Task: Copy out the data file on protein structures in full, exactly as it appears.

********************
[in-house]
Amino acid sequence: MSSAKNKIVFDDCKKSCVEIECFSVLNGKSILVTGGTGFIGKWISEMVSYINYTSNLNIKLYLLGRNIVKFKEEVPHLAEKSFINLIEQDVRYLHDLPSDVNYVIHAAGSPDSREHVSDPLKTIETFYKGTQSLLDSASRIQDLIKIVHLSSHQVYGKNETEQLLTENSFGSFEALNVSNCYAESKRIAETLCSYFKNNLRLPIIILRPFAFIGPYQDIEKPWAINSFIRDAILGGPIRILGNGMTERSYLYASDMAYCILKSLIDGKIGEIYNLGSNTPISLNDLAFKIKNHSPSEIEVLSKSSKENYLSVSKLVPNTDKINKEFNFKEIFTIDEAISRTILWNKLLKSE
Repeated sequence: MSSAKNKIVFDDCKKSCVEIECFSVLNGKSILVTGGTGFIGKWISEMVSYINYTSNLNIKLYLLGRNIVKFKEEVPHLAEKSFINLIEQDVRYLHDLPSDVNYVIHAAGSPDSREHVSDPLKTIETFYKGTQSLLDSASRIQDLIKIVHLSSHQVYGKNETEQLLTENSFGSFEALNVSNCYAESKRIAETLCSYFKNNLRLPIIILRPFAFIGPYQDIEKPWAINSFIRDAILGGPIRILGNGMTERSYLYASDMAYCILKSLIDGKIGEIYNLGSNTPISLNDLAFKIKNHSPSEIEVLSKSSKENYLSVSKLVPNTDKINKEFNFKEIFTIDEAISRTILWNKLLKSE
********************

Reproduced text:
[in-house]
Amino acid sequence: MSSAKNKIVFDDCKKSCVEIECFSVLNGKSILVTGGTGFIGKWISEMVSYINYTSNLNIKLYLLGRNIVKFKEEVPHLAEKSFINLIEQDVRYLHDLPSDVNYVIHAAGSPDSREHVSDPLKTIETFYKGTQSLLDSASRIQDLIKIVHLSSHQVYGKNETEQLLTENSFGSFEALNVSNCYAESKRIAETLCSYFKNNLRLPIIILRPFAFIGPYQDIEKPWAINSFIRDAILGGPIRILGNGMTERSYLYASDMAYCILKSLIDGKIGEIYNLGSNTPISLNDLAFKIKNHSPSEIEVLSKSSKENYLSVSKLVPNTDKINKEFNFKEIFTIDEAISRTILWNKLLKSE
Repeated sequence: MSSAKNKIVFDDCKKSCVEIECFSVLNGKSILVTGGTGFIGKWISEMVSYINYTSNLNIKLYLLGRNIVKFKEEVPHLAEKSFINLIEQDVRYLHDLPSDVNYVIHAAGSPDSREHVSDPLKTIETFYKGTQSLLDSASRIQDLIKIVHLSSHQVYGKNETEQLLTENSFGSFEALNVSNCYAESKRIAETLCSYFKNNLRLPIIILRPFAFIGPYQDIEKPWAINSFIRDAILGGPIRILGNGMTERSYLYASDMAYCILKSLIDGKIGEIYNLGSNTPISLNDLAFKIKNHSPSEIEVLSKSSKENYLSVSKLVPNTDKINKEFNFKEIFTIDEAISRTILWNKLLKSE